Re-examination of existing policy is these days nothing unusual. Indeed, it is arguably a more prevalent activity than creating cohesive and robust policy – and sticking to it. Change, as they say, is the one constant, alongside the greater than ever expression of opinion about it.
So it has been for UK local transport – mapped, explored, debated and discussed in Local Transport Today magazine since its launch in 1989. LTT has not only followed the subject, but on many occasions led it. As we re-appear in a new format, after a summer break, the obvious need for a carefully curated and structured fortnighly take on UK transport has been clearer than ever. Your new style LTT has been conceived to address both the challenges of operating in the new world of online information forged by the digital revolution, and the harsh economic realities it has imposed on ‘traditional’ publishing.
In its new incarnation LTT remains dedicated to as open and wide ranging discussion and exchange of information and viewpoints as possible
Our objectives have been to maintain a magazine format and feel, but to deliver it without the constraints and costs of physical production and distribution, which have increasingly seemed a mismatch to the new patterns of working, reading, and responding to information amongst the audience we serve.
We are not the only ones reshaping and rethinking their role, and its delivery.
It is pleasing and rewarding for LTT to be working again with an even more venerable and adaptable organisation as they too explore changing issues and challenges facing transport. The Trustees of the Rees Jeffreys Road Fund are this month celebrating 150 years since the birth of their benefactor William Rees Jeffreys by launching a major UK-wide challenge offering grants up to a possible £150,000, to encourage new and creative thinking about what road users, and society as a whole, expect from the roads of the future. If he were here to see it, the Fund’s namesake would hopefully recognise the very different, but equally significant, circumstances of today compared with his original distinguished professional life as a highways expert, building and improving roads to faciliate the growth of efficient and safe traffic flows to benefit society.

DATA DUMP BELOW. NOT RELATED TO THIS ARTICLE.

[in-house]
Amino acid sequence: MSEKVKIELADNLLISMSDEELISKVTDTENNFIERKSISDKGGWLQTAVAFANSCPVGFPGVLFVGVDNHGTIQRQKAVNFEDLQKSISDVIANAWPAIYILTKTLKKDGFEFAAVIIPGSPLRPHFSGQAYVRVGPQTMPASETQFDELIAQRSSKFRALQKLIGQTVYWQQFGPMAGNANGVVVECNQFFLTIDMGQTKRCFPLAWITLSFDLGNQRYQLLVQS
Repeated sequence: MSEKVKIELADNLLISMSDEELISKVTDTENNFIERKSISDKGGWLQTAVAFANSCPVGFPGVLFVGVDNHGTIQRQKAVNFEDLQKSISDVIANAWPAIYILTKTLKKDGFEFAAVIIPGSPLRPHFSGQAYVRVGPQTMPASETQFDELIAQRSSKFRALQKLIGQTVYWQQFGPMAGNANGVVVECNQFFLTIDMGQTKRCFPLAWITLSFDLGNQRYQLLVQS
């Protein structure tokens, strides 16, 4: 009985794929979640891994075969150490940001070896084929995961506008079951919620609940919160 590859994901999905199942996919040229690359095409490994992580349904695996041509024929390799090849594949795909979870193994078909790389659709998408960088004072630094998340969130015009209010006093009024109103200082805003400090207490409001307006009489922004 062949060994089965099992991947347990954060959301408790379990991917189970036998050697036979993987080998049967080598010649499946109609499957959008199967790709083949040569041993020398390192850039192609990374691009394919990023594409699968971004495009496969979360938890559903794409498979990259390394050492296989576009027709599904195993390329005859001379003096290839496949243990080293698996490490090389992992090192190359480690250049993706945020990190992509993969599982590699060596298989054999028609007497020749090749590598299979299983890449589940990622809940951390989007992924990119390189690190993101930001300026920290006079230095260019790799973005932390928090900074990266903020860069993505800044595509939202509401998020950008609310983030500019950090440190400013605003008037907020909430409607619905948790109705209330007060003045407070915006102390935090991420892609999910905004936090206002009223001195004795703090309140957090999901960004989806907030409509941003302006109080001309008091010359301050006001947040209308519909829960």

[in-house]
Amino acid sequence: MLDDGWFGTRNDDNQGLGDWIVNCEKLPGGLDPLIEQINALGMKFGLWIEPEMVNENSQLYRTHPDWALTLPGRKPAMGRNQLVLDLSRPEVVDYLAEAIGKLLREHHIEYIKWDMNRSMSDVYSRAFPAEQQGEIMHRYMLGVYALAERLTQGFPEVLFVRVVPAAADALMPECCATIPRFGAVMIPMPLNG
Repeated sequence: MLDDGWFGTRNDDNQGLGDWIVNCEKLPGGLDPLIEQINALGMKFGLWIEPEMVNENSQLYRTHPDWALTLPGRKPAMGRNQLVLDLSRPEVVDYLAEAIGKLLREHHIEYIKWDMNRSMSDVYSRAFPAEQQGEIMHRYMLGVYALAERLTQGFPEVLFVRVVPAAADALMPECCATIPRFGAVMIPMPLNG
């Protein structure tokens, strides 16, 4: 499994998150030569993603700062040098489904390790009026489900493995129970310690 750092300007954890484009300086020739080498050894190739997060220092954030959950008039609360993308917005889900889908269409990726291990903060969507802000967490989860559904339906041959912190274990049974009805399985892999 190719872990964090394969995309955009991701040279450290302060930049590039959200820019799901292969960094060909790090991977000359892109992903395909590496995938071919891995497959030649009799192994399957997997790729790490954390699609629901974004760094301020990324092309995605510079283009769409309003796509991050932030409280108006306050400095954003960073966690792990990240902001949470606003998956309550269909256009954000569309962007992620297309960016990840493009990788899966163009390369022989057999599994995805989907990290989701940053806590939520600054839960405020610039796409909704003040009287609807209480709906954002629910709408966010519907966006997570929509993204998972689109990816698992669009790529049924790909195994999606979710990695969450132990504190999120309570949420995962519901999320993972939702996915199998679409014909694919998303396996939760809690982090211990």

In another reflection of changing times, the Trustees are encouraging entries from everyone – from professionals and specialists to school children, as the nature of debate and decision-making in society today is so very much broader than it was when largely left in the hands of professionals when William Rees Jeffreys was born, and the Road Fund set up in 1954.
Imagination, innovation and creativity of ideas – and their presentation – are what the Trustees believe William Rees Jeffreys would himself have wanted as a way to celebrate the 150th anniversary of his birth. It’s precisely what we want here at LTT too.
LTT and Landor LINKS are thus delighted to be helping with that Rees Jeffreys mission just as we did back in 1989 as we launched LTT, and the RJRF was supporting the pioneering study of what was called “The New Realism in Transport”. We both recognised the need for fresh thinking and a diffrent kind of discussion platform to the institutional structures that rather irresistably seemed to take ‘conventional wisdom’ forward.
In its new incarnation LTT remains dedicated to as open and wide ranging discussion and exchange of information and viewpoints as possible – and as accessible a delivery platform as modern technology permits. We believe we have put the basis for that in place now, but look forward to continuing to evolve and improve with the help of our readers as contributors, correspondents, and challengers to the status quo – both in the transport sector and the world of information collection, presentation and distribution.
Peter Stonham, Editorial Director, Local Transport Today
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